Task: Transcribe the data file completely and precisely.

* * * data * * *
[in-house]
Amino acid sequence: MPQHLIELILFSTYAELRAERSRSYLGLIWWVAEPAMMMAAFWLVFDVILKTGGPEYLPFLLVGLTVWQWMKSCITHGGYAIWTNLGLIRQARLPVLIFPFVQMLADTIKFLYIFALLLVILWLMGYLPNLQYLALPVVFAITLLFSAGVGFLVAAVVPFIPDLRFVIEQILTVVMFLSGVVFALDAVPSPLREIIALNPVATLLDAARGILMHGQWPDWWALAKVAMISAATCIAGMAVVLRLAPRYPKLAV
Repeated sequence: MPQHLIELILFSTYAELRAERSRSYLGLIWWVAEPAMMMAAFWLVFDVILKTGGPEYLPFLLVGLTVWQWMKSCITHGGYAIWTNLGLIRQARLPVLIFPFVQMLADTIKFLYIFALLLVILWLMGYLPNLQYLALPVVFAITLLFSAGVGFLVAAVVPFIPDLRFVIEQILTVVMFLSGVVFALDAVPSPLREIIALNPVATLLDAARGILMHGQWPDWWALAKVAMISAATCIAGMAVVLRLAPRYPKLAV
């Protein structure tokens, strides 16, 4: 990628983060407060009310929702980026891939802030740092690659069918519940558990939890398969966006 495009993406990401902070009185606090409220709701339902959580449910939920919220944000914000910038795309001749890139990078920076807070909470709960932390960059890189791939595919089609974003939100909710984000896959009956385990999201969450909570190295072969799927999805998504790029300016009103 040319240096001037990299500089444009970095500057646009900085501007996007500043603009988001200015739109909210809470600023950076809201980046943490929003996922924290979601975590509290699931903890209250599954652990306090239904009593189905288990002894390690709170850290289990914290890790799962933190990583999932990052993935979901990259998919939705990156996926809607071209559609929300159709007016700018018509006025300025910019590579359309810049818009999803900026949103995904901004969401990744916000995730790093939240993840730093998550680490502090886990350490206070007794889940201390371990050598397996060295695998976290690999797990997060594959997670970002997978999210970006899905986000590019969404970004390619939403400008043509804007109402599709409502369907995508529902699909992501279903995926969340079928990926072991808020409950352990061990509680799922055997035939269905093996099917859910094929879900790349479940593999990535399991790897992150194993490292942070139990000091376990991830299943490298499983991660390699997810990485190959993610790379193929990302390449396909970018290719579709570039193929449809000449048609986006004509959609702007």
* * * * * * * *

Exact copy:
[in-house]
Amino acid sequence: MPQHLIELILFSTYAELRAERSRSYLGLIWWVAEPAMMMAAFWLVFDVILKTGGPEYLPFLLVGLTVWQWMKSCITHGGYAIWTNLGLIRQARLPVLIFPFVQMLADTIKFLYIFALLLVILWLMGYLPNLQYLALPVVFAITLLFSAGVGFLVAAVVPFIPDLRFVIEQILTVVMFLSGVVFALDAVPSPLREIIALNPVATLLDAARGILMHGQWPDWWALAKVAMISAATCIAGMAVVLRLAPRYPKLAV
Repeated sequence: MPQHLIELILFSTYAELRAERSRSYLGLIWWVAEPAMMMAAFWLVFDVILKTGGPEYLPFLLVGLTVWQWMKSCITHGGYAIWTNLGLIRQARLPVLIFPFVQMLADTIKFLYIFALLLVILWLMGYLPNLQYLALPVVFAITLLFSAGVGFLVAAVVPFIPDLRFVIEQILTVVMFLSGVVFALDAVPSPLREIIALNPVATLLDAARGILMHGQWPDWWALAKVAMISAATCIAGMAVVLRLAPRYPKLAV
């Protein structure tokens, strides 16, 4: 990628983060407060009310929702980026891939802030740092690659069918519940558990939890398969966006 495009993406990401902070009185606090409220709701339902959580449910939920919220944000914000910038795309001749890139990078920076807070909470709960932390960059890189791939595919089609974003939100909710984000896959009956385990999201969450909570190295072969799927999805998504790029300016009103 040319240096001037990299500089444009970095500057646009900085501007996007500043603009988001200015739109909210809470600023950076809201980046943490929003996922924290979601975590509290699931903890209250599954652990306090239904009593189905288990002894390690709170850290289990914290890790799962933190990583999932990052993935979901990259998919939705990156996926809607071209559609929300159709007016700018018509006025300025910019590579359309810049818009999803900026949103995904901004969401990744916000995730790093939240993840730093998550680490502090886990350490206070007794889940201390371990050598397996060295695998976290690999797990997060594959997670970002997978999210970006899905986000590019969404970004390619939403400008043509804007109402599709409502369907995508529902699909992501279903995926969340079928990926072991808020409950352990061990509680799922055997035939269905093996099917859910094929879900790349479940593999990535399991790897992150194993490292942070139990000091376990991830299943490298499983991660390699997810990485190959993610790379193929990302390449396909970018290719579709570039193929449809000449048609986006004509959609702007």